Online Bass Instruction with Rusty Springfield

Bassentials is designed as a reference for my bass students and anyone else interested in furthering their knowledge of the bass. The lessons are arranged by level of difficulty. They will take you from the basics of holding the bass, to more advanced techniques like slapping, soloing, and building chords with harmonics.

This tutorial was written for the intermediate bass student who has been playing for awhile but wishes to further his/her knowledge of bass playing concepts. It was designed to be an easy-to-read reference, and for that reason, I have endeavored to keep it fairly concise. My aim is to answer some fundamental questions that seem to pop up as every student begins exploring the bass, whether with professional or personal intent. If you are unfamiliar with certain basic musical terms, such as "key signature," "bar," "quarter note," etc., it is recommended that you find a good book on the subject of musical theory, and familiarize yourself with these terms and concepts before tackling those related sections of Bassentials.

When I first took up the bass, the available instruction books were few, too outdated for the modern bassist and often gave little practical information to help the budding bass student deal with working situations in the "real world." (cue geezer voice here: "You kids today have it so easy! Why back in my day we used to walk 5 miles to the music store in the snow! Ok, it was only 2 miles, but still...") This is not to say that there aren't presently some excellent instructional aids on the market. There are many bass oriented books and video tapes that go into great detail about a myriad of topics, and I encourage my students to explore any and every avenue of learning available to them.
Remember: You are your own best teacher!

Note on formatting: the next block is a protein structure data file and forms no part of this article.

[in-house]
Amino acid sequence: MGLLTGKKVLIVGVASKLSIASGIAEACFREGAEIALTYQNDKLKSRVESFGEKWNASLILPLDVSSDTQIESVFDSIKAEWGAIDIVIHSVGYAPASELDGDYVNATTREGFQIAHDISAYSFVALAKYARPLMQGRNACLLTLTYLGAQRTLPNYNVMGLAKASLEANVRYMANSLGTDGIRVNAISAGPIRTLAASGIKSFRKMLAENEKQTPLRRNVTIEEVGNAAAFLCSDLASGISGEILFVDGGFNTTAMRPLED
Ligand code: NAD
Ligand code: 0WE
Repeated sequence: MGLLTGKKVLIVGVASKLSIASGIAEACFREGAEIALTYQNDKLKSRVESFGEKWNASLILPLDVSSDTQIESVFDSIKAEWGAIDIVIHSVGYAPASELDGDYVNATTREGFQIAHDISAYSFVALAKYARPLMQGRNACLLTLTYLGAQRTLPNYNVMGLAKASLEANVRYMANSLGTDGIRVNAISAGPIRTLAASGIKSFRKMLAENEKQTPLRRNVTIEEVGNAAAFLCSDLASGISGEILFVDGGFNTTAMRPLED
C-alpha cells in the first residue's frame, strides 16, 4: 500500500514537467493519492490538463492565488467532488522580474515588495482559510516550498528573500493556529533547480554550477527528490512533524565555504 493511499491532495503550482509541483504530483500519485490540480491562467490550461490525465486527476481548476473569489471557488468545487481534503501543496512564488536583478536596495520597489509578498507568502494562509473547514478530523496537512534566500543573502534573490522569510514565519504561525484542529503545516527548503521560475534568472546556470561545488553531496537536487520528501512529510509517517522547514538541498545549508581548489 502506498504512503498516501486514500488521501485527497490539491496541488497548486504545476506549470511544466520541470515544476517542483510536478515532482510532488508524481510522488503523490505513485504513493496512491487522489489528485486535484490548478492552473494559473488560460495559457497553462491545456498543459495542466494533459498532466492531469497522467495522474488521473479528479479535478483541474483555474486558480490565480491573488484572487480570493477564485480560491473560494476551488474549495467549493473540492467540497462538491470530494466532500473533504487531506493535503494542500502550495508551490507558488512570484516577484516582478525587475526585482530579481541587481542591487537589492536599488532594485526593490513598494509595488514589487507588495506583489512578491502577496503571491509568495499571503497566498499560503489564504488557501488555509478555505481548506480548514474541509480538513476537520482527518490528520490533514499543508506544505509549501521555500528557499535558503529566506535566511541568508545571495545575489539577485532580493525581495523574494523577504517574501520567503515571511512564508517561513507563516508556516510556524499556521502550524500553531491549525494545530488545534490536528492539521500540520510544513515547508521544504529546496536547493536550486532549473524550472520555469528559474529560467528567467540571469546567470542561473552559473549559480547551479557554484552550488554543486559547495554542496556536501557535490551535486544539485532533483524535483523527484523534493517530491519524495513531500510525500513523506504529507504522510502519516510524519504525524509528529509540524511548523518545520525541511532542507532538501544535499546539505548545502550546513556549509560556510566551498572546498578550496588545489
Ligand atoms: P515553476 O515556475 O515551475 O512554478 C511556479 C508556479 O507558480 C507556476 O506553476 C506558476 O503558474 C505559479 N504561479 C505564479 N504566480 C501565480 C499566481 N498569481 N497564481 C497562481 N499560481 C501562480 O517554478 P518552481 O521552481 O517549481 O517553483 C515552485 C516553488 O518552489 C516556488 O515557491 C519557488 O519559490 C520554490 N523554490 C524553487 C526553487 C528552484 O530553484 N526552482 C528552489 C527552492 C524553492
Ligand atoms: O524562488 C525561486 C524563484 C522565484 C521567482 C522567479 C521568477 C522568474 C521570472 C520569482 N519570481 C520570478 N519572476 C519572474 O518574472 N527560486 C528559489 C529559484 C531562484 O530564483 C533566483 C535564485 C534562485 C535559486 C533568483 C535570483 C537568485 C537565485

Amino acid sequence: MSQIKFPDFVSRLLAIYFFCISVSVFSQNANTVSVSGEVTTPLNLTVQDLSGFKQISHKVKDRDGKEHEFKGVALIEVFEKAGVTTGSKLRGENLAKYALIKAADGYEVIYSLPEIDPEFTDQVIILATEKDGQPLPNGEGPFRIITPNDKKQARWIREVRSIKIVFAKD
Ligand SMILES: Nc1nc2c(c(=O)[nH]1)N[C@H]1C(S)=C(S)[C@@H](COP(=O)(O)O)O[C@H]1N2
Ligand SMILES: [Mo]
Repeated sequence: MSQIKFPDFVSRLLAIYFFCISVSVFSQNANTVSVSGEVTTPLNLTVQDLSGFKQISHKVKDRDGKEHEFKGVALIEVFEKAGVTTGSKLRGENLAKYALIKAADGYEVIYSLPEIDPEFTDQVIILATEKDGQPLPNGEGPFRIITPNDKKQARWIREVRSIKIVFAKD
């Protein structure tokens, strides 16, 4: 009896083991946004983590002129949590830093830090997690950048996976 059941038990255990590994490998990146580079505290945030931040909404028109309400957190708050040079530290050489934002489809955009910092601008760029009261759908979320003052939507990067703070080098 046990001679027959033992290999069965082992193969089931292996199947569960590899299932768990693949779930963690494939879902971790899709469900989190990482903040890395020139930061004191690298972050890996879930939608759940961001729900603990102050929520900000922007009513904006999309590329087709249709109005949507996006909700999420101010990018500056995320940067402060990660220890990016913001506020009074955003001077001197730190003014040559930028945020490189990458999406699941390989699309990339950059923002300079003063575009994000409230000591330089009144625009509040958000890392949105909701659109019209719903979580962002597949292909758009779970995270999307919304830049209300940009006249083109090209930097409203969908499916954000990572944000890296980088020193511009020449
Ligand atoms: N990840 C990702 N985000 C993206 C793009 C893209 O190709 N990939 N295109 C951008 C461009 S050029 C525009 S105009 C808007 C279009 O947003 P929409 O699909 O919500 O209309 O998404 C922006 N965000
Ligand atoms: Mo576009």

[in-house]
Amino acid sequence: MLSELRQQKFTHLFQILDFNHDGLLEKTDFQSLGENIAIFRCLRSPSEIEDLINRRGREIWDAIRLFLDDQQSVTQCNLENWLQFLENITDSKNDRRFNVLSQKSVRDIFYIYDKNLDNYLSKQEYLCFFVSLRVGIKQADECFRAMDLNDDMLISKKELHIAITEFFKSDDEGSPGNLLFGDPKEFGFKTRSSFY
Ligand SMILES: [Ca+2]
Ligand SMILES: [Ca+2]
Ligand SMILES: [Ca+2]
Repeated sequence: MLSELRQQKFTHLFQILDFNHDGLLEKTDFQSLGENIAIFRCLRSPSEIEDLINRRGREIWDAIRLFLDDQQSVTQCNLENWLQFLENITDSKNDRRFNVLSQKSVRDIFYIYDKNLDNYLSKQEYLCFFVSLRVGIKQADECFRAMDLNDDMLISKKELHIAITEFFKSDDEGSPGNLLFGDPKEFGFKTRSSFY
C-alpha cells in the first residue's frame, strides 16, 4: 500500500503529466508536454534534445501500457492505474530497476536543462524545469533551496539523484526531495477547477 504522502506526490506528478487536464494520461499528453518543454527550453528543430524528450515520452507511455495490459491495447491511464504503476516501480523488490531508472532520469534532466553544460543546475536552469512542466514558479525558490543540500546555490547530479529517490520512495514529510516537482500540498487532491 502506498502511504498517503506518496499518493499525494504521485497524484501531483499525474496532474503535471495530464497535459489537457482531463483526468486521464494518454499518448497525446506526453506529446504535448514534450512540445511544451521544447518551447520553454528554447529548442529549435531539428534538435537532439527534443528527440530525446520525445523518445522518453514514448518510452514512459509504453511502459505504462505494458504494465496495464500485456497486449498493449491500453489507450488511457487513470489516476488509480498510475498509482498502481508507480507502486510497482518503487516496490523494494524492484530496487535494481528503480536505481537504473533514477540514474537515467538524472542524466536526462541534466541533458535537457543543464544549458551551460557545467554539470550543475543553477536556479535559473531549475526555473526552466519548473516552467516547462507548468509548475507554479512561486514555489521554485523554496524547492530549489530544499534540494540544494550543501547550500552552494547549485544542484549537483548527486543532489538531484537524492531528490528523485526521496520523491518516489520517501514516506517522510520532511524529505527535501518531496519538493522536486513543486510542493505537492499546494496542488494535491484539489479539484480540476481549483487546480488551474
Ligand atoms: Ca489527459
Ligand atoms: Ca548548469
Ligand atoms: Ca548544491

In the twenty-plus years that I've been teaching bass, I've endeavored to give my students the knowledge to handle "real life" musical situations which they would no doubt encounter repeatedly as they gained experience as bassists.I initially learned how to play by listening to and memorizing whole albums that contained whatever type of music I was interested in at that time. I also watched other bass players and asked lots of questions. I played in as many bands as would have me. Later on, I went to music school. In the process I developed my ears to the point that I was able to play pretty much whatever I heard. Magic? Nope. Sweat. And immense enjoyment. Learning doesn't have to be tedious, ya know. There is a secret, though. Wanna hear it?

Just learn ONE new thing on your bass every day. (For you math majors, that's 365 things a year.) They don't have to be big things. A song, a riff, an exercise, a technique, whatever. Some techniques take longer than others to master. So what if it takes a couple of months to get it down? Be patient. Learning to play an instrument well takes time. Your focus and patience will pay off. When you get up in the morning, say to yourself,"Today I will learn something new." Then go DO it. And you thought this was going to be hard...
Rusty always welcomes new students and also offers personal one-on-one instruction. Feel free to email him at:
Go to the next lesson: Personal Practice